Principle-of-life (psukhē), boundary-of-articulation (Life vs the living), vitalist contradictions. In many ways we remain under the spell of this framework whenever the question of ‘life’ is raised. At the same time, the question of ‘life’ is hardly raised at all – perhaps because of the very plasticity of the concept itself. In this situation, the question ‘What is life?’ can only come across as politically naive – the stuff of pop-science or spiritual self-help. But it is worth reflecting on the impressive ambiguity that the concept of ‘life’ has had for philosophy – while some dismiss it altogether as a non-question, others tend to raise its ontological status beyond that of Being itself. [28] ‘Life’, as Michel Henry notes, ‘has been notably absent from the Western philosophy inherited from Greece, which defines man with thought.’ [29] If the De anima is an exception to this, it is only in so far as it struggles to think ‘life’ in a way that is neither simply zoē nor bios.

Perhaps Henry’s comment should be modified: ‘life’ is omnipresent in philosophy, precisely because in it philosophy finds only its own limits.

It is often noted that it is only human beings that worry about the definition of life – the rest of the world simply lives it. Life is, at least from Aristotle onwards, a concept that is highly stratified, the view down from on top of a pyramid of increasing complexity. At its limit, the notion of extraterrestrial life or of cosmic life challenges us to think the concept of ‘life’ within completely alien contexts, at the point where the very notion of life itself falls apart. This is perhaps the greatest lesson of ‘weird fiction’ or supernatural horror.

The tales of H.P. Lovecraft are replete with attempts to imagine a cosmic life, one that so challenges all existing notions of life – biological or otherwise – that what results is what Lovecraft called ‘cosmic horror’, the absolute limit to all human thought. In stories such as ‘The Shadow Out of Time’, the notion of life in outer space is displaced by the more radical notion of life in other space, other dimensions; the motif of exteriority – not the romantic type, but an absolute exteriority – haunts nearly all of Lovecraft’s works.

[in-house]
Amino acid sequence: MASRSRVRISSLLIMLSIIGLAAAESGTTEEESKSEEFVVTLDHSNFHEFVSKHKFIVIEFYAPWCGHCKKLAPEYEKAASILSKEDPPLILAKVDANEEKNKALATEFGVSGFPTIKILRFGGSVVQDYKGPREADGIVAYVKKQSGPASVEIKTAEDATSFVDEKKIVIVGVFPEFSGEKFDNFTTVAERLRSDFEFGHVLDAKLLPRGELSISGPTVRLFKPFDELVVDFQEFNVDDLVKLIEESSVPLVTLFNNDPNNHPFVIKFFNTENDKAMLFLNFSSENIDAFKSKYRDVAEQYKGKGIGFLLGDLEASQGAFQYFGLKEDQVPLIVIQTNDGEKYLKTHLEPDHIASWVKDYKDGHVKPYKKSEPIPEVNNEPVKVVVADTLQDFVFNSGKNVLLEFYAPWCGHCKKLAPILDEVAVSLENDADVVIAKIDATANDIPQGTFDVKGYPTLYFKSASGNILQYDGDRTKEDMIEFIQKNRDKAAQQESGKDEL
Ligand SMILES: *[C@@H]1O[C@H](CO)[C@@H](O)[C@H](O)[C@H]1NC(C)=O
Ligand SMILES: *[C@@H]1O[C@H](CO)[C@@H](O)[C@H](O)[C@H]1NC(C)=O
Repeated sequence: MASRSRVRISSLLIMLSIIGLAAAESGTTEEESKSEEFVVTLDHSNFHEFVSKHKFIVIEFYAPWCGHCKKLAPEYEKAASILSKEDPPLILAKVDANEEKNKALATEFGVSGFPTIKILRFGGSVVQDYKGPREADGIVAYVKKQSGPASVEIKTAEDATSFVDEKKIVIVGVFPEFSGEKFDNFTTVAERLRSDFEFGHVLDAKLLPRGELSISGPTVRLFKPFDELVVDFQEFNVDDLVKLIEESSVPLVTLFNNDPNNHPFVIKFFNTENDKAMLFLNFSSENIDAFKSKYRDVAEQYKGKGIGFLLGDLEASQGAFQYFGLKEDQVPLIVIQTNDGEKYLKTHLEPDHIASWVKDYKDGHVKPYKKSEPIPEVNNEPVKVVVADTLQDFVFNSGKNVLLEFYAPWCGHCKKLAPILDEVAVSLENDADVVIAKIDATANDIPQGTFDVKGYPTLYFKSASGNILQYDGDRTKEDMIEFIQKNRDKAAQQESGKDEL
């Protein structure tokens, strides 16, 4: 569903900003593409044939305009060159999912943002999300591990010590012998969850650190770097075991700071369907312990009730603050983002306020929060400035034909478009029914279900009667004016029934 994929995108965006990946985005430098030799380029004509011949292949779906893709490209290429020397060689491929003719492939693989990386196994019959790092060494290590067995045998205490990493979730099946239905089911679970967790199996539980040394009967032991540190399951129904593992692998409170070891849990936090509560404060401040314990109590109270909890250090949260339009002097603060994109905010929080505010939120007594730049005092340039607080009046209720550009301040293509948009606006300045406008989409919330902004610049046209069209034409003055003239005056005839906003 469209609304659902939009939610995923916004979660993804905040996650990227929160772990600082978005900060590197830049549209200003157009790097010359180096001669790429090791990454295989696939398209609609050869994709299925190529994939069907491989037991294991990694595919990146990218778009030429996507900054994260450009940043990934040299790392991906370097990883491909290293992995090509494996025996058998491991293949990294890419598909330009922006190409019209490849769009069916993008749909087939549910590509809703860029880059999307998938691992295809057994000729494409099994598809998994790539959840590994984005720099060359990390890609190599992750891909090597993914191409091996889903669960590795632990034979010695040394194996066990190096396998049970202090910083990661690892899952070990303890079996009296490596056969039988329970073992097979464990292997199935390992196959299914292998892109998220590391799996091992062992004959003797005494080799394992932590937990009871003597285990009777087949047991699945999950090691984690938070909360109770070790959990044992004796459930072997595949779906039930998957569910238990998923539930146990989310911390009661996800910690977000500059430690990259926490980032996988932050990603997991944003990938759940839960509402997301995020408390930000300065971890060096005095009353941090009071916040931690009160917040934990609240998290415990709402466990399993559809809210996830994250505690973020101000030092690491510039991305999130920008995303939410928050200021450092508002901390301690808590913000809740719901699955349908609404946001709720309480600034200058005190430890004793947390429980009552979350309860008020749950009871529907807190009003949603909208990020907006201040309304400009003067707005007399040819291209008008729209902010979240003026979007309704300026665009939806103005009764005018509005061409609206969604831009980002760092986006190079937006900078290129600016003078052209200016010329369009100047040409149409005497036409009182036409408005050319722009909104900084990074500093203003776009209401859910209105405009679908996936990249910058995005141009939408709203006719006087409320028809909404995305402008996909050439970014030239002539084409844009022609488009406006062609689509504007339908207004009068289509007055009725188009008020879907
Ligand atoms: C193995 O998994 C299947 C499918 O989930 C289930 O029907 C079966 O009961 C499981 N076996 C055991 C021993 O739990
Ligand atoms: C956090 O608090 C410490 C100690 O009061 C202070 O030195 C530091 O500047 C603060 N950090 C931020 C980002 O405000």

If supernatural horror is the paradigm for thinking ‘life’ today, it is less because of the way it situates life vis-à-vis the monster and the law, and more because it raises the question of life, thought and the ‘weird’ relation between them.

This is also the political challenge of cosmic horror, a variant on the astrobiological a priori. It suggests that there is neither simply a world in itself, nor a world destined for us – rather, there is a world that presents the very limits of our ability to comprehend it in such terms. But it is not only astrobiology that does this. If our global context of climate change, disasters, pandemics, or complex networks tells us anything, it is that political thought today demands a concept of life adequate to its anonymous, unhuman dimensions, an unhuman politics for unhuman life.

This is, perhaps, a world ‘without us’, the life sans soi.

The problem, of course, is how one should think this life-without-us politically. ‘Life’ – as the unexamined and empty principle – casts into question the inescapable anthropomorphism of the political, the exemplary instance of the life-for-us. The dilemma, then, is that if ‘life’ is as much a question of the unhuman as it is of the ethical, the social and the political, then to what degree is it possible to conceive of something like an unhuman politics?


1. ^

2. ^ A long tradition of science fiction poses this question, from Camille Flammarion’s Lumen to Stanislaw Lem’s Solaris.

3. ^ Within the life sciences there is a tradition of ‘What is life?’ books, though these often remain rooted in a biological epistemology. For more on this, see my book Biomedia (University of Minnesota Press, Minneapolis 2004), pp. 37ff. as wel as the important historical work of Lily Kay.